I pride myself in trying to watch any SF series, regardless of quality, to find the fun point or the gem. I tried my best with TekWar but I could not make it through an entire episode. I tended to give up about 20 minutes in. For many reasons. Silly plots, bad acting, awkward dialogue. I can forgive the budget effects and music; but it just didn’t seem to offer anything new I hadn’t seen before on many B grade shows and movies.

I know there are people who love TekWar and it lasted two seasons, albeit in a much more forgiving television landscape. I don’t want to criticize it too much, but I just couldn’t quite get interested.

 

 

Happy Holidays!

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I want to wish everyone out there a happy holiday season. I want to thank you for reading the blog and for all the great comments. I hope you get to spend some time with family and friends, that you all stay safe and well, and that you have a little cheer. As for me, I’ll probably watch some SF and read some books in addition to the usually holiday joys.

Merry Christmas!

SF Obscure: The wishlist Roundup

A repost from Smart Girls of my must see shortlist.

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Since it’s summer once again, it’s time  to I hunt down the really obscure classics or try to sample B/C list  shows and see how many episodes I can survive. This time around I decided to make a list of those shows which I have not seen, but added to my wishlist. Most are only on limited DVD runs.  Based on cloudy memories jarred by  the vast world of YouTube, I  tracked down a stray episodes, or a set of clips, or an old commercial to remind me of their existence. Here are a select few.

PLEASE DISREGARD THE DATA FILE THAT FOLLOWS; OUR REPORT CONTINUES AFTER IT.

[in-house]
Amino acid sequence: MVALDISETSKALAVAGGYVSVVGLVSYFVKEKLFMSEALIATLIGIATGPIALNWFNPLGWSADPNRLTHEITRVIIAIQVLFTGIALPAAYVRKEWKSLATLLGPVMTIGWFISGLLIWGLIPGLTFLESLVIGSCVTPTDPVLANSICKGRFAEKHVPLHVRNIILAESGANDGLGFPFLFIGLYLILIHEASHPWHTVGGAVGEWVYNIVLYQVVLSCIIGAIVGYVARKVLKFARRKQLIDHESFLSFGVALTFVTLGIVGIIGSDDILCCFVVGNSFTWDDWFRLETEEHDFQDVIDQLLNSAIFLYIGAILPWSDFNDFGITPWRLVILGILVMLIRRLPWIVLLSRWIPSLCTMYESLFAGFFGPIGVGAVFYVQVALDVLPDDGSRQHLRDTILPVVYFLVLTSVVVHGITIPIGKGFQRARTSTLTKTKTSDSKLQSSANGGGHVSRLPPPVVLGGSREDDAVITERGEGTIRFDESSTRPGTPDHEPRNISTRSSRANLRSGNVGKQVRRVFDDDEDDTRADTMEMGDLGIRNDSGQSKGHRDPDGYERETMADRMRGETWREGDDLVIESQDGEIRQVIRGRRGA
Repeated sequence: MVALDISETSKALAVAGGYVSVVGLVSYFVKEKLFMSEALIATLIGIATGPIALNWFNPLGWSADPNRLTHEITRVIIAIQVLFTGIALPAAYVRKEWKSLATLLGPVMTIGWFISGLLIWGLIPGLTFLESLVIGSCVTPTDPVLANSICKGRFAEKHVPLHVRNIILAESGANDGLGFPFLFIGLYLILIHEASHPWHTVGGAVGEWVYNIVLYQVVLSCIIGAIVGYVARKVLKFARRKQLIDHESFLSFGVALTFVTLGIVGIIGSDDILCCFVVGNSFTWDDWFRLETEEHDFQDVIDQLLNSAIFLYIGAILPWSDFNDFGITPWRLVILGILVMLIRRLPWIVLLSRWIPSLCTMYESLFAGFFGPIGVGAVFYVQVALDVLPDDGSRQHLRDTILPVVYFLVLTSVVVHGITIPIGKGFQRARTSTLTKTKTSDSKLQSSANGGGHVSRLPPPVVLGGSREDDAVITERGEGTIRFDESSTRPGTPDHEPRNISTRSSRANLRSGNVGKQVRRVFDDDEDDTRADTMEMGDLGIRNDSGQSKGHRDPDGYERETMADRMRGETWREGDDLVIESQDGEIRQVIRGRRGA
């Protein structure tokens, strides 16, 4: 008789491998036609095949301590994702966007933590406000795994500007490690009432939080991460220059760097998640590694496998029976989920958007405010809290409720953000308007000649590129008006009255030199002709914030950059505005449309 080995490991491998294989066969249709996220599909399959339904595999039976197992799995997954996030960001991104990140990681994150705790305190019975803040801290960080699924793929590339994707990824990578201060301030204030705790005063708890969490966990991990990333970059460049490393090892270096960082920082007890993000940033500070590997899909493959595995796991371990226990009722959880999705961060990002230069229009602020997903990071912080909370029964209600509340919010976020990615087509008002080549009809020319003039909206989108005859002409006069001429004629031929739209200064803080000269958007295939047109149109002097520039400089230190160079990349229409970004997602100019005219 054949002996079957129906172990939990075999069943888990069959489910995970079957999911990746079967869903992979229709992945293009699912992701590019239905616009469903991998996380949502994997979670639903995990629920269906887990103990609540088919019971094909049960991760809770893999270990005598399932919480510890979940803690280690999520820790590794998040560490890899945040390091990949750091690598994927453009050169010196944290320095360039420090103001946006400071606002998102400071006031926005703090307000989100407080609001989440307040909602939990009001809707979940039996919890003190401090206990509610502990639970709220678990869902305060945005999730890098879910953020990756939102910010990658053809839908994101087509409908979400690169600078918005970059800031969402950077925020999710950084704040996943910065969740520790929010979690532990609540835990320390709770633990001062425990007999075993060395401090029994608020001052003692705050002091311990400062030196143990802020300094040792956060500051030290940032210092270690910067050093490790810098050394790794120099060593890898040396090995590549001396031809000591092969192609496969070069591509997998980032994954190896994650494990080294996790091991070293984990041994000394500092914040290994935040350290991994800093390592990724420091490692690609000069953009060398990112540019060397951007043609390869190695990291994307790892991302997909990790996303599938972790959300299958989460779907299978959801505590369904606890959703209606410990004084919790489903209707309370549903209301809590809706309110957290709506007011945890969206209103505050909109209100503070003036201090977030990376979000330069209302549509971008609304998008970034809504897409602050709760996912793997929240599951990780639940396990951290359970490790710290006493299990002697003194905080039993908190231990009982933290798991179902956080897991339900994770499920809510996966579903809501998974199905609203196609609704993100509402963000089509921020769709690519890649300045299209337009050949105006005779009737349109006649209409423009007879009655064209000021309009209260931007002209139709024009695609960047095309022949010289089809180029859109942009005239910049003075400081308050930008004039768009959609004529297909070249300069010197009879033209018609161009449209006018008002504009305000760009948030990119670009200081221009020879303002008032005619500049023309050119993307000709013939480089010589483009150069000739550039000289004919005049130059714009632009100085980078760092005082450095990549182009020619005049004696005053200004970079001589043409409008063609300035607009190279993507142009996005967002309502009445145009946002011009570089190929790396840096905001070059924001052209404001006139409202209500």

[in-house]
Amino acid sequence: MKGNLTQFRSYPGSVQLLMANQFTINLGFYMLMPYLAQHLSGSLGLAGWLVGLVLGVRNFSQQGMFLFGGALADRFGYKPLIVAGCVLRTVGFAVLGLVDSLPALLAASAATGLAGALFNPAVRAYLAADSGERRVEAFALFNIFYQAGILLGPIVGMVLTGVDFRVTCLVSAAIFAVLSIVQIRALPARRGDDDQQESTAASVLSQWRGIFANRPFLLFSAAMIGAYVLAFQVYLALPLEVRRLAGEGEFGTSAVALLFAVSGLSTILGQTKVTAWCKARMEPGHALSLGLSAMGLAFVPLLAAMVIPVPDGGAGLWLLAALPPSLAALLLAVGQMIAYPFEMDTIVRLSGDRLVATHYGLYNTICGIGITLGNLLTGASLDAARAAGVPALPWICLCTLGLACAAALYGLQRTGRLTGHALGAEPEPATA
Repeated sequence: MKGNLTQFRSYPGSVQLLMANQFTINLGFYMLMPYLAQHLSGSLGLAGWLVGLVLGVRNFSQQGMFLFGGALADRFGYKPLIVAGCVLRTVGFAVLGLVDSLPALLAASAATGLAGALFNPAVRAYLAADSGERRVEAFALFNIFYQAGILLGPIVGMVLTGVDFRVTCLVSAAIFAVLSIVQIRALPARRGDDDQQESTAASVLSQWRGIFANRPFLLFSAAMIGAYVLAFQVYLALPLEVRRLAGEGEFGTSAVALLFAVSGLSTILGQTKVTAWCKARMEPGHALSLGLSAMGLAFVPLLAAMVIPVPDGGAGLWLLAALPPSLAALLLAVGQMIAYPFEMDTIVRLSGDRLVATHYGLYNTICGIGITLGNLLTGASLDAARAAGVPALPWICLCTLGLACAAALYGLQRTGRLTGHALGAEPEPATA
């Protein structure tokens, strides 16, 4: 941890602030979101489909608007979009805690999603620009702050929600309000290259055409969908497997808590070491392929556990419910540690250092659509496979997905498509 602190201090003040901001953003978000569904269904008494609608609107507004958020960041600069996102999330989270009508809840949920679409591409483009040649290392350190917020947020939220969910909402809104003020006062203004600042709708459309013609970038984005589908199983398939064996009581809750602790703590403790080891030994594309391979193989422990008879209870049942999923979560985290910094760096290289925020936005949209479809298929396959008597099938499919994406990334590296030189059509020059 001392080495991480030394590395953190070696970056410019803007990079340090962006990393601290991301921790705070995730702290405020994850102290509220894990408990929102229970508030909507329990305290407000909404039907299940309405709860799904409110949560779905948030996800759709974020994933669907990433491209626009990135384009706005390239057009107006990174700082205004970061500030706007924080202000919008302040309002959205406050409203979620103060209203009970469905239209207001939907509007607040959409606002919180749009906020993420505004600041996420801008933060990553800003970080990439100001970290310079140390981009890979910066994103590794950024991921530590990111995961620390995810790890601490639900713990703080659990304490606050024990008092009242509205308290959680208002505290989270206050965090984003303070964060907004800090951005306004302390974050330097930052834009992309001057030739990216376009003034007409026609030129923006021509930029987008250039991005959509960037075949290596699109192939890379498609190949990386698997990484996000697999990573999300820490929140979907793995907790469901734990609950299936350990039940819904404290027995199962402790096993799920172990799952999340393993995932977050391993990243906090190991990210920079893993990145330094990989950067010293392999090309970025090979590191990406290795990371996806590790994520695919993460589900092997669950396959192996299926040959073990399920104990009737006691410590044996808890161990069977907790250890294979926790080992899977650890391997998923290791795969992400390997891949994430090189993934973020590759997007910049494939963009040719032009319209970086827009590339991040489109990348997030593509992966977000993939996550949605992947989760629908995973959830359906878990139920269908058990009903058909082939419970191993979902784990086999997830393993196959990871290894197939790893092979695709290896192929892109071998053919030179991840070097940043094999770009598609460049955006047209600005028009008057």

afficheMercy Point
This 1998-1999 show stars Joe Morton as Dr. Maxwell one of a crew of medical personnel on a hospital space station in the 23rd century. The stations treats the medical needs of humans and aliens. And there is also an android nurse. The show only lasted eight episodes, but apparently there was…

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SF Obscure: Galactica 1980

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Hi out there Smart Girls Readers!  I was thinking about Battlestar Galactica and the fact that fans are often split between lovers of the original and lovers of the newer version.  For those not familiar with the Battlestar Galactica universe, it concerns the remains of a human population in a fleet under the flagship Galactica fighting for survival against the Cylons. Adama, Boomer, Baltar, Starbuck, Apollo…the names are familiar even as the ethnic backgrounds and genders change. And which model Cylons you like is a matter of preference.

There is one other version that gets overlooked and willfully forgotten- Battlestar Galactica 1980. It ran for  ten episodes.  In this version, the Galactica Fleet has arrived at Earth but  Earth is not technologically advanced enough to take on the Cylons.  Galactica heroes Captain Troy and Lt. Dillon are sent to Earth to assess the situation.  This involves time travel to Nazi…

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SF Obscure: Eerie, Indiana & Pushing Daisies

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This week I discuss shows that stand out for quirkiness. Not always paranormal; sometimes SF. A bit of comedy, a bit of drama, even a dash of terror. There is no clear category for quirky shows (and maybe that’s why they don’t last long) but the short time they run they manage to make an impression.
250px-Eerie_Indiana_DVDEerie, Indiana

This was a short lived 19 episode series that originally ran on NBC 1991-1992 and later in syndication on Fox and the Disney channel. ( as far as I’ve been able to find out)

Eerie, Indiana is primarily the story of Marshall Teller who moves from New Jersey to Eerie, Indiana when his father gets a job with Things, Incorporated, a product testing company. He teams up with a kid named Simon and they both agree that Eerie, Indiana is an extremely odd town despite its normal appearance. Among many adventures, there…